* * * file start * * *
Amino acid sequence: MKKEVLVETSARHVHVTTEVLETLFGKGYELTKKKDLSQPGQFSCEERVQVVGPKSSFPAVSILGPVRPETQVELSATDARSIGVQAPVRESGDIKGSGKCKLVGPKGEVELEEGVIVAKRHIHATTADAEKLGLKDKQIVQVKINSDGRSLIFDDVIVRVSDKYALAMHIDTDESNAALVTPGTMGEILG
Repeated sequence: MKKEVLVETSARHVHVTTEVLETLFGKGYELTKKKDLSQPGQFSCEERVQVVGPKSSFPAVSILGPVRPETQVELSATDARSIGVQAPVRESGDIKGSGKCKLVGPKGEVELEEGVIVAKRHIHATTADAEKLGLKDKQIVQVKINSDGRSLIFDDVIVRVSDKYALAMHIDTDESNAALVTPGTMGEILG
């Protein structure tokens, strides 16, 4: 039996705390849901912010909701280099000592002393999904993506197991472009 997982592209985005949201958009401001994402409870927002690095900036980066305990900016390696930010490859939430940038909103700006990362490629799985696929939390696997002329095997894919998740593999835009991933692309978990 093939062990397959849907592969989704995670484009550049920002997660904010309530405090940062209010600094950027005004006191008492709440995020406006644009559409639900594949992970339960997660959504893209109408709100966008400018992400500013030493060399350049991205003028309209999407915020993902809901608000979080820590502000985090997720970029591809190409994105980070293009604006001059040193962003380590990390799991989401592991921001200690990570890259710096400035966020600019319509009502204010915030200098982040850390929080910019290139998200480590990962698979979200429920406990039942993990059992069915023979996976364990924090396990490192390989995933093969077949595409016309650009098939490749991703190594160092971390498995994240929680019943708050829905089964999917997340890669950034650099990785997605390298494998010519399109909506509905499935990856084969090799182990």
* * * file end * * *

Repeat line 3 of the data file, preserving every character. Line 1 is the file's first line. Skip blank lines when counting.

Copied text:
């Protein structure tokens, strides 16, 4: 039996705390849901912010909701280099000592002393999904993506197991472009 997982592209985005949201958009401001994402409870927002690095900036980066305990900016390696930010490859939430940038909103700006990362490629799985696929939390696997002329095997894919998740593999835009991933692309978990 093939062990397959849907592969989704995670484009550049920002997660904010309530405090940062209010600094950027005004006191008492709440995020406006644009559409639900594949992970339960997660959504893209109408709100966008400018992400500013030493060399350049991205003028309209999407915020993902809901608000979080820590502000985090997720970029591809190409994105980070293009604006001059040193962003380590990390799991989401592991921001200690990570890259710096400035966020600019319509009502204010915030200098982040850390929080910019290139998200480590990962698979979200429920406990039942993990059992069915023979996976364990924090396990490192390989995933093969077949595409016309650009098939490749991703190594160092971390498995994240929680019943708050829905089964999917997340890669950034650099990785997605390298494998010519399109909506509905499935990856084969090799182990």